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Vendors set to advance security plans

Mar 08, 20044 mins

Latest Cisco news.

Vendors set to advance security plans

By Ellen Messmer

Network World, 03/08/04

Vendors are pursuing a variety of security initiatives intended to rein in the worst effects of problems such as worm attacks, which sometimes scan at ferocious speeds for vulnerable machines.

Sun recently gave a sneak peek into security features that will go into the next version of Solaris, promising customers a more fault-tolerant system and greater resistance to intrusions when Solaris 10.0 comes out by year-end.

Solaris 10.0 will use a fault-isolation technology called “n1 grid containers” intended to help keep multiple applications running smoothly, says Ravi Iyer, Sun’s group manager for software systems security. Each container will work like a mini-operating system for an application process, so that if the application’s mini-operating system fails, the entire operating system doesn’t go down.

“It’s a form of resource isolation,” Iyer says, noting that IBM and HP have made use of similar approaches.

IBM Director of Security Chris O’Connor says IBM’s mainframe and AIX operating systems have long had “multiple logical partitions, each representing a separate machine.” He notes that this not only helps in maintaining uptime when one partition and its application and operating system fail, but also allows for different security considerations in each partition.

Sun also intends to debut other security strengths in Solaris 10.0, including a cryptography framework that would support a variety of encryption algorithms that could be used with applications for authentication and encryption.

“We want application vendors writing to our cryptography framework,” Iyer says. A few years ago Microsoft introduced a Windows-based cryptography framework called Crypto APIs, which also required vendor support in applications.

Sun also will be adding what it calls “process rights management” to Solaris 10.0, a form of security protection already said to be built into Trusted Solaris, the hardened version of its operating system typically used by the U.S. Department of Defense or financial firms to process sensitive data.

Process rights management works by having a set of profiles in the operating system that limit access to the home directory, specific files or server by certain applications.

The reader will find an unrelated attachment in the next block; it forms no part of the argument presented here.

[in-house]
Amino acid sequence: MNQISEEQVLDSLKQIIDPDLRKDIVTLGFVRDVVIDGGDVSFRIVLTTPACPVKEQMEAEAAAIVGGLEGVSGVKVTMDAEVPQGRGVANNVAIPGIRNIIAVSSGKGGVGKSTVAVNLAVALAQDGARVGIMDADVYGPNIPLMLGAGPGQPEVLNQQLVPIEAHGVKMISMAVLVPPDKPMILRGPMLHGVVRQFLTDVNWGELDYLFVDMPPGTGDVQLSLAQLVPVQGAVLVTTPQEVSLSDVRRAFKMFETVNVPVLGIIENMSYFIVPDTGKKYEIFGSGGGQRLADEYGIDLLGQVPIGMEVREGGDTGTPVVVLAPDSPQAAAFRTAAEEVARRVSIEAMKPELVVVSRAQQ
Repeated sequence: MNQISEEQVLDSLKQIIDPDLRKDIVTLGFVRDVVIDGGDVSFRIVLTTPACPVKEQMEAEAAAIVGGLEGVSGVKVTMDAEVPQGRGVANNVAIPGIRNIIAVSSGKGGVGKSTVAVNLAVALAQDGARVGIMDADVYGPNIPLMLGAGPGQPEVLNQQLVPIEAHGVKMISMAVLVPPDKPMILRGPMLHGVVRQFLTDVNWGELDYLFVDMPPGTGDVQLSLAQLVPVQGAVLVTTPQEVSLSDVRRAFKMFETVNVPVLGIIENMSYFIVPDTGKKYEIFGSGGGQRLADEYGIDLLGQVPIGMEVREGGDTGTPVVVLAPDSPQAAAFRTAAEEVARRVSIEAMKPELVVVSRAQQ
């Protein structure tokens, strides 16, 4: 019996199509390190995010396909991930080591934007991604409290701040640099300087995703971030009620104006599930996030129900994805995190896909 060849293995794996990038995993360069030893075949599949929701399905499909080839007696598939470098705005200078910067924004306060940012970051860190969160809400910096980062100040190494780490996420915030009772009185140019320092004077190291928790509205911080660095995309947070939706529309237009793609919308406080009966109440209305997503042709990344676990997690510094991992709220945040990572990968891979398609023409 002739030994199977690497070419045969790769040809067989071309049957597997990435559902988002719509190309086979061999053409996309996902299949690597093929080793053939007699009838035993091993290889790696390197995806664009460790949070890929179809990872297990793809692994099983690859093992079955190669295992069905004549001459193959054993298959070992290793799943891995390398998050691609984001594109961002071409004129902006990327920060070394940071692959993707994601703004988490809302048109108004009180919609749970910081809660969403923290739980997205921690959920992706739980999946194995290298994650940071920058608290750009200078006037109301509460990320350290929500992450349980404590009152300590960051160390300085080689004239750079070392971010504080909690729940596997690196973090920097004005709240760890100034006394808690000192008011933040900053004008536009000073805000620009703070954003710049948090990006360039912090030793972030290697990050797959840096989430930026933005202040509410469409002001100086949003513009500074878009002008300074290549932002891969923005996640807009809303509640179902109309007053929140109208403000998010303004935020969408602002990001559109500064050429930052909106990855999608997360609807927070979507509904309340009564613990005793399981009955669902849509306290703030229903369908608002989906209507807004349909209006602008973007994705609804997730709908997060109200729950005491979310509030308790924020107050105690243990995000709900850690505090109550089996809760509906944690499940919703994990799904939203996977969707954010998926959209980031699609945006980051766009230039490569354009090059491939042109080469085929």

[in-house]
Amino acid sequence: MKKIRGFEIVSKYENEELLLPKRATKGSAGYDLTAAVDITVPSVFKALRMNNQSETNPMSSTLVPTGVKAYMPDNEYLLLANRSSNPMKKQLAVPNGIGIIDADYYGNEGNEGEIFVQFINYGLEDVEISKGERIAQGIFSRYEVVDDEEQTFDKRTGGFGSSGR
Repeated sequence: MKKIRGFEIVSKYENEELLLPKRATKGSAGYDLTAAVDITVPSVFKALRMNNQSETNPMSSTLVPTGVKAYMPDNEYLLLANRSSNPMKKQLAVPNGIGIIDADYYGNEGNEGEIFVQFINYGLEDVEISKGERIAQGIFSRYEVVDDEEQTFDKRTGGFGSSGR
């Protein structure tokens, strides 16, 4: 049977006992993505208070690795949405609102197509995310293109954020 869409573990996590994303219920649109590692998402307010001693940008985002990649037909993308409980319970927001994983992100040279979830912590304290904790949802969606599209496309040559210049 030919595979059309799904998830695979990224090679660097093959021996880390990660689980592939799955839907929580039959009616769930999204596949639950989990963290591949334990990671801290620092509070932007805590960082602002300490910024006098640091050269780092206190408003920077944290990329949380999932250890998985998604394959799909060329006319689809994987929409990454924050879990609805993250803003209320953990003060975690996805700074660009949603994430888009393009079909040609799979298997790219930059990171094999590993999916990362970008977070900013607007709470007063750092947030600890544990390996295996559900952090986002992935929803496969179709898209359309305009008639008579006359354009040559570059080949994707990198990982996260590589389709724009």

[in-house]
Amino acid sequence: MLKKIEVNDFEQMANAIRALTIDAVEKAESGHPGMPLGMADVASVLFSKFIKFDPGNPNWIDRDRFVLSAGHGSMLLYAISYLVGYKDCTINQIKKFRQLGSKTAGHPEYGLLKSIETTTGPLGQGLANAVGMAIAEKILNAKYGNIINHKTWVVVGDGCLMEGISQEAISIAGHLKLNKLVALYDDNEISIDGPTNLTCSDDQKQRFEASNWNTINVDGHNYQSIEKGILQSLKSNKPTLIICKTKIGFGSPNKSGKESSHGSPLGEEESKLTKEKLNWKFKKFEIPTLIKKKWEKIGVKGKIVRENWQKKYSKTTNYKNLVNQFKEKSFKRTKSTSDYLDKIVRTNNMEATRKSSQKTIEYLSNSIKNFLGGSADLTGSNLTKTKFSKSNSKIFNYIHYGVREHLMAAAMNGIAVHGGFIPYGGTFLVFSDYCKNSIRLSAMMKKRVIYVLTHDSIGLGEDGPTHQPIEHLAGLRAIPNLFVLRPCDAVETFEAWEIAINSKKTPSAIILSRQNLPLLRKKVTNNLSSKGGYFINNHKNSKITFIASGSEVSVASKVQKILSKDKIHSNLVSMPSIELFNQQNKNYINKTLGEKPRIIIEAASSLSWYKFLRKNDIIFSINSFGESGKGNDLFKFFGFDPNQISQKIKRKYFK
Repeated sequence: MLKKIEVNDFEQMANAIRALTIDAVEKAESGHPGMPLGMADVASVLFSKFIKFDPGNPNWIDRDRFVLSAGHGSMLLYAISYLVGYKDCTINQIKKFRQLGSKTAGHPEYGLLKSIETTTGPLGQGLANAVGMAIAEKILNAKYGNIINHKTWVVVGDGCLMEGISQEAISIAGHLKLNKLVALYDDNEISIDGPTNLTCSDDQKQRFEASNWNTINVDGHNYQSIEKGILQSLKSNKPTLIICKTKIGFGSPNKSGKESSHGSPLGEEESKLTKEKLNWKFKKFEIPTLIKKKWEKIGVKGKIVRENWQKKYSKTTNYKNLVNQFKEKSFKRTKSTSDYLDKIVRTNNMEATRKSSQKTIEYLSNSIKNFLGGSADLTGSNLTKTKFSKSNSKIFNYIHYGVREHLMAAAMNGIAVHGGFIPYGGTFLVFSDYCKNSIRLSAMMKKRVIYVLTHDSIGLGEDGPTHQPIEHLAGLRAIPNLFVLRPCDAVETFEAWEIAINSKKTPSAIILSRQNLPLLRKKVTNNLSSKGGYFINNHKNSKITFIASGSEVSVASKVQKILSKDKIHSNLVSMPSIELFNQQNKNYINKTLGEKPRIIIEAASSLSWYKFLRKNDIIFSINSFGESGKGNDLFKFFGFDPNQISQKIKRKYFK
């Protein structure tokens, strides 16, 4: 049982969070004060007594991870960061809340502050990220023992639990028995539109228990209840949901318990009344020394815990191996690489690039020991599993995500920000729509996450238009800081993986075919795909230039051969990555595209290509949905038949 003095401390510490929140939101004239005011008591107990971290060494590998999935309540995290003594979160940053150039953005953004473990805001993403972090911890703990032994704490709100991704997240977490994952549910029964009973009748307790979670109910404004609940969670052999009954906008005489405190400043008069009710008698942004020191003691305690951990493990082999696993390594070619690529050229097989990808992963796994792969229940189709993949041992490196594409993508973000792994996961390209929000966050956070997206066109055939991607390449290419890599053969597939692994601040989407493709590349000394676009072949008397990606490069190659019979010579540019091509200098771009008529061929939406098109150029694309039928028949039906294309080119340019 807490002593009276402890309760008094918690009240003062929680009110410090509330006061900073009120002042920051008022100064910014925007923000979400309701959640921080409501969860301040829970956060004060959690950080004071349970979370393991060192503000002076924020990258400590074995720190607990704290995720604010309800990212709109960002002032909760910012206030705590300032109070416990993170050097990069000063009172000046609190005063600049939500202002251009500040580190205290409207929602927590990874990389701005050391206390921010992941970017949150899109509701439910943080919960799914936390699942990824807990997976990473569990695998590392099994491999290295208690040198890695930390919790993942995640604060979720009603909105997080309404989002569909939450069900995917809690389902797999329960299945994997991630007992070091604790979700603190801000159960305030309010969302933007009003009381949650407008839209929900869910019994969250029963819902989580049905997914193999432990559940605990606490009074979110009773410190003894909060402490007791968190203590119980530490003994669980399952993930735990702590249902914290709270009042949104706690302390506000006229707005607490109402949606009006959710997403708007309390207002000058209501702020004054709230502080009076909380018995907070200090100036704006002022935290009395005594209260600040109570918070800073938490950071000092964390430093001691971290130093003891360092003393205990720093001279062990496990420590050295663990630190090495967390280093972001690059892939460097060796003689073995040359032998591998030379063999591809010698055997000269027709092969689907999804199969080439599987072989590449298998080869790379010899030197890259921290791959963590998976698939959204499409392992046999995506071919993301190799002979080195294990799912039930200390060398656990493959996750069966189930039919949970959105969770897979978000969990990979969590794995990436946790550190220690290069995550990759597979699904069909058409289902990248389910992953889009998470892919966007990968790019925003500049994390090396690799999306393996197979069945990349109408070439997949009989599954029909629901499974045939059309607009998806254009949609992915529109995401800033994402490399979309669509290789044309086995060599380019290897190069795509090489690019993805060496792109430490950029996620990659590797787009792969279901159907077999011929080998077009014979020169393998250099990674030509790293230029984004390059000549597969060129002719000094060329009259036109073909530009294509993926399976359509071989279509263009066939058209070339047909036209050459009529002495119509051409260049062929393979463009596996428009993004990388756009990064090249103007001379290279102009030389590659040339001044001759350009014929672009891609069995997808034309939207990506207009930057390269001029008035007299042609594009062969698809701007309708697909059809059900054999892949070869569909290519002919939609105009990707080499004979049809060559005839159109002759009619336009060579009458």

“If a process is compromised, such as a Web server by a buffer overflow, the attacker may have access to the system, but it limits the ability to move around,” Iyer says.

Meanwhile, Cisco’s Network Admission Control (CNAC) program, announced last November, is set to begin its first beta tests this month, says Jeff Platon, Cisco’s director of marketing for the product and technology group for security.

CNAC includes the newly developed Cisco Trust Agent, which is made up of a few hundred lines of code that resides on desktops and servers. With the agent, those devices can cordon off infected machines through interaction with Cisco routers and Access Control Server. The Trust Agent – which eventually will be integrated into Cisco’s Security Agent behavior-blocking software – is designed to interact with anti-virus software from Network Associates, Symantec and Trend Micro to enforce virus-signature updates. The Trust Agent also will check on the need for software patches.

Cisco has faced criticism that CNAC is too proprietary, and in response, the company is promising that the basic design specifications will be offered as a public standard. “All intellectual property [associated with CNAC] will be brought to a standards community, such as IEEE or IETF,” Platon says.

IBM, which this month announced it has joined the CNAC effort, strongly supports making CNAC-developed technologies more widely available. “We try to validate a concept with a trusted set of partners but we support pushing that work out into the open standards community for broader adoption,” IBM’s O’Connor says.

IBM, which intends to integrate the CNAC network quarantine technology into IBM Tivoli products, also is working on a new line of security-compliance software products “that will check the operating system and server health,” O’Connor says.

While IBM is expected to formally unveil this product line this spring, O’Connor’s preview indicates that the IBM compliance line will be able to inspect the operating system or application for a range of vulnerabilities or security-policy checks to indicate remediation requirements or a good bill of health.